Pickles made with beer.
Pilsner style beer, to be exact, but if you have a fave, by all means use that.
The pickle slices turn out sweet and just a little bit zippy, tho’, if you like, you could always ratchet up the spice by adding more garlic or crushed red pepper per jar…
Because the pickle seasoning can be customized by jar, which is kindofa genius move, to my way of thinking. Great aunt Maude like a sweet pickle? No worries, her jar gets next to no crushed red pepper. Second cousin (once- or twice-removed, who can keep track?) Bobo like things flaming hot? Add more crushed red pepper and garlic to his jar, and mebbe a couple of slices of jalapeño to his.
•8 cups cucumbers, roughly chopped
•2 cups chopped sweet onion
•5 cloves garlic, chopped
•12 oz beer
•1-3/4 cup water
•1-3/4 cup cider vinegar
•1-1/2 cup white vinegar
•1 cup honey
•1/4 cup pickling salt*
•1 tsp mustard seed, per jar
•1/2 tsp black peppercorns, per jar
•1/2 tsp pink peppercorns, per jar
•1/4 tsp celery seed, per jar
•1/4 tsp Aleppo pepper, per jar
•1/4 tsp crushed red pepper, per jar
*Yes, there is a difference between table and pickling salt. Pickling salt has no anti-caking (clumping) additives, which can turn your pickling liquid cloudy, or any added iodine, which can darken the pickling liquid.
Wash the cukes really well – especially if, like me, you’ve bought them from a farm stand. They will be far better than any you get at the market, but they will more than likely not have had the pre-scrub given to some commercially distributed produce.
Cut off the ends and slice the cukes into 1/4 to 1/2 inch slices (if your cukes are small), or into chunks (if your cukes are gigantic as some of mine were) and toss in a large bolw with the chopped sweet onion and garlic.
Add the beer, water, honey, cider and white vinegar to a large non reactive pot (anodized aluminum is OK, as is stainless steel, enamel, and non stick pots; regular aluminum cookware is not) along with the pickling salt.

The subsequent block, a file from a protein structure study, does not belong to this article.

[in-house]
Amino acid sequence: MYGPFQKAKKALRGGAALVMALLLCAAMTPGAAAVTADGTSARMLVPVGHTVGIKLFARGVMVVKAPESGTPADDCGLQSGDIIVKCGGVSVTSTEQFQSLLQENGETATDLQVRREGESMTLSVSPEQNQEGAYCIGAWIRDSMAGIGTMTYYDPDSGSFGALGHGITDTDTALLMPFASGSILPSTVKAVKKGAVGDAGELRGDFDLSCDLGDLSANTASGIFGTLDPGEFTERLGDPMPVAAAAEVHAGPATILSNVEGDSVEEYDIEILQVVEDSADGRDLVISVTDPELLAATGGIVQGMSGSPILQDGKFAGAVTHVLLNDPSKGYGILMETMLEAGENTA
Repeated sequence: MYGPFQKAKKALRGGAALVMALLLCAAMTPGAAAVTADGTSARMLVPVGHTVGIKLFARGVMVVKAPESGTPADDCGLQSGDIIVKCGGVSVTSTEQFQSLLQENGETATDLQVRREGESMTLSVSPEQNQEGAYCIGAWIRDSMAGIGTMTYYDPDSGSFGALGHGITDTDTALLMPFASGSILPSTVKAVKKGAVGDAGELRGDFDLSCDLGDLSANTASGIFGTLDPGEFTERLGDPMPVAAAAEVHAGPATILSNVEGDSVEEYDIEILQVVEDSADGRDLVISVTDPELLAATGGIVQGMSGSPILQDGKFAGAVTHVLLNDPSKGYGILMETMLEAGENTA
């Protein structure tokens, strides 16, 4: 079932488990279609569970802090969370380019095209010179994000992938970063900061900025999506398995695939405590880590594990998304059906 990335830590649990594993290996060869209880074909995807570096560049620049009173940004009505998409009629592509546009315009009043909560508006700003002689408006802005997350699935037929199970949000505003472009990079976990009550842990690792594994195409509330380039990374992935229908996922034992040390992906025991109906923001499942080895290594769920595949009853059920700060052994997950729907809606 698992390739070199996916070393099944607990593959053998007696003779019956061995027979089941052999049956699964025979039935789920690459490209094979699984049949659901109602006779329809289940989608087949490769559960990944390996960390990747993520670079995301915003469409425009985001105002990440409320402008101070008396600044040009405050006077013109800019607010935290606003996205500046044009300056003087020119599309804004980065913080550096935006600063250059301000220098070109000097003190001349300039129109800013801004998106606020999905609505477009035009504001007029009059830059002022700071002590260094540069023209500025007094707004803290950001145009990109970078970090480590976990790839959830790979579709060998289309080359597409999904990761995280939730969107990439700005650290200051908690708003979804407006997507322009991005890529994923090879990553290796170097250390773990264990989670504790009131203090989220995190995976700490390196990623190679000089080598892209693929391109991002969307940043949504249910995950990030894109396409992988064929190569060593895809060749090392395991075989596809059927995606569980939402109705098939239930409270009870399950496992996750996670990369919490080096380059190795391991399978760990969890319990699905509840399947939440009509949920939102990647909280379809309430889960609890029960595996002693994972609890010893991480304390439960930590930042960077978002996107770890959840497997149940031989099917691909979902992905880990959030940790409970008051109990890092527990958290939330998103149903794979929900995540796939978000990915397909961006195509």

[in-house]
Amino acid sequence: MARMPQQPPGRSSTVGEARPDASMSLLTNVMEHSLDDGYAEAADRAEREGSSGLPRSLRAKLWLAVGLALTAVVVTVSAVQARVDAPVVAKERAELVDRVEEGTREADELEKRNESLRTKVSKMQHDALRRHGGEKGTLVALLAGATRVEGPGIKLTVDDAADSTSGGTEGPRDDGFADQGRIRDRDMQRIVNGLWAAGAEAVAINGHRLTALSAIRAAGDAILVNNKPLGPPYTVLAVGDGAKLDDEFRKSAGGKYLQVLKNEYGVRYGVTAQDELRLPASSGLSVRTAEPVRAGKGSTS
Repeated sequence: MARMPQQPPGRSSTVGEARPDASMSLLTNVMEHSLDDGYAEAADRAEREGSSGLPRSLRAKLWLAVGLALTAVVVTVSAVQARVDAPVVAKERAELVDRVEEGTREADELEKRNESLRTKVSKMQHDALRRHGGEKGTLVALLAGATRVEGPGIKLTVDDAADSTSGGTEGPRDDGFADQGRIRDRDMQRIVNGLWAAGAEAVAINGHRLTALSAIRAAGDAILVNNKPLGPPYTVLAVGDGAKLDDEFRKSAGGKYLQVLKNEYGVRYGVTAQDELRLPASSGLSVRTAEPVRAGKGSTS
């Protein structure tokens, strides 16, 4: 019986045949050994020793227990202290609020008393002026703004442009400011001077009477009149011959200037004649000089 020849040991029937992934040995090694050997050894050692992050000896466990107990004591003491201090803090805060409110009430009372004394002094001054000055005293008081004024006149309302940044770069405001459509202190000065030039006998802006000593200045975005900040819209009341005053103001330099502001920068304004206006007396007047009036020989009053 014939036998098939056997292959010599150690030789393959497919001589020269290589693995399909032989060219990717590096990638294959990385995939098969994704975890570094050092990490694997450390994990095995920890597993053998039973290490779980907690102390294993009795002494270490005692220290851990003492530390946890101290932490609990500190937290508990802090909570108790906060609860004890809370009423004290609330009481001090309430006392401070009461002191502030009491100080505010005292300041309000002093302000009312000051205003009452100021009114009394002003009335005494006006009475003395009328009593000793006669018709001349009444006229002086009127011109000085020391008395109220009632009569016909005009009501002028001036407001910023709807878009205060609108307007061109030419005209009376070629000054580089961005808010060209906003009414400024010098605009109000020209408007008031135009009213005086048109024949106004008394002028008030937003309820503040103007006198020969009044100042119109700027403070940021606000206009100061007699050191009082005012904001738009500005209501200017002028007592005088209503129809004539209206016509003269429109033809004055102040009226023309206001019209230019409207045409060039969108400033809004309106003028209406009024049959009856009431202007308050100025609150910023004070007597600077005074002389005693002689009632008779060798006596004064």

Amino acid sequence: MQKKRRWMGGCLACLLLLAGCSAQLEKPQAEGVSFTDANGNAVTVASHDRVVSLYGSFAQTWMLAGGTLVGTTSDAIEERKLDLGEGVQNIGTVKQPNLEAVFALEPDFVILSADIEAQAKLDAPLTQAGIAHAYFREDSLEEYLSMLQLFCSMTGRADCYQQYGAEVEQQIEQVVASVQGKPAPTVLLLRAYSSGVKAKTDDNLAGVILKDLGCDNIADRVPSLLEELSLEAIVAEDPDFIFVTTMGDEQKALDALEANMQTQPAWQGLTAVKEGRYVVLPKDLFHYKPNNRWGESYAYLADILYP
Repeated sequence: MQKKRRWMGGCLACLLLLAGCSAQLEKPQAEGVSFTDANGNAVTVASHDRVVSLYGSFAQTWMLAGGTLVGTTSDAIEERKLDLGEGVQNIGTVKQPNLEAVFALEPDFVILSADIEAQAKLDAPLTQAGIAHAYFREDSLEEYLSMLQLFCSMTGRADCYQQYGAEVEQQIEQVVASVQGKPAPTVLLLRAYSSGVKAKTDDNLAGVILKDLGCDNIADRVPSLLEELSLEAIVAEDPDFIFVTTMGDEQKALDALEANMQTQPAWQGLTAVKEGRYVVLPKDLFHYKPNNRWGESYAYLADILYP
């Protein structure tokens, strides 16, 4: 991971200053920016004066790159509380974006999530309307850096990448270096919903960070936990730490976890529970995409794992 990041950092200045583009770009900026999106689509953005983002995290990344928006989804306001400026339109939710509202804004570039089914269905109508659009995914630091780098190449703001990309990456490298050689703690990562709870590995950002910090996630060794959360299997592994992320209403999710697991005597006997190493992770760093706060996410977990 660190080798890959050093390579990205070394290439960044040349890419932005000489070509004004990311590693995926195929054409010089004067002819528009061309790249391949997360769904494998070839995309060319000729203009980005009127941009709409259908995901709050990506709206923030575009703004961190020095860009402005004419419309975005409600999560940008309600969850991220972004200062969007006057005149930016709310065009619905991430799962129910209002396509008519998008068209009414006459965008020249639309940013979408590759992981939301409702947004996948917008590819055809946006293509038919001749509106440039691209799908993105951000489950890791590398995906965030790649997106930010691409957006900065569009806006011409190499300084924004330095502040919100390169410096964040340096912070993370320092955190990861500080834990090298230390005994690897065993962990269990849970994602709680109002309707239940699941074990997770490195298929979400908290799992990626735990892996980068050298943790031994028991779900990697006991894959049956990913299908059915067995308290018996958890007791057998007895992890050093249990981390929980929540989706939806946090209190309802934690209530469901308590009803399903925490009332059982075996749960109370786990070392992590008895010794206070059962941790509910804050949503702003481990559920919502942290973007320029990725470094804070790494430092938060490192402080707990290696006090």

Bring to a boil stirring, dissolving the honey into the pickling liquid, and skim off any foam forming on the surface.
Add the cucumber, onion, and garlic mixture to sterilized canning jars (as I noted above, this batch gave me enough for seven), then add mustard seed, assorted peppercorns and peppers, and celery seed as desired per jar.
Pour the hot pickling liquid over the contents of the jars, leaving about 1/2 inch of headspace.
Poke a wooden skewer or any other non-metal into each jar to break up any air pockets, then wipe the rims (I use a canning funnel, so can mostly skip this step), place prepared lids on each jar, and finger-tip tighten bands on each jar (use only the tips of your fingers to tighten the bands – they do not have to be wrestled on – or off – to seal the jars).
Place the jars in a boiling water bath (if you have mineral-y water, remember to add a cup or so of white vinegar to the water before boiling it – this will keep the minerals from attaching to the glass and giving you cloudy canning jars – perfectly safe, but not very attractive).
Process the jars for ten minutes once the water has returned to a boil, then remove and cool on a wire rack, listening to the ‘pop’ of the lids which indicates your jars have sealed. You can also puch a fingertip in the center of each lid once the jars have cooled; if it doesn’t move, your jars have sealed.
After about an hour, I like to turn the jars upside down for an hour or so, to help distribute the spices a bit better throughout each jar, then return the jars to upright to cool completely, and stash someplace for at least one week before serving.
They’ll be worth the wait.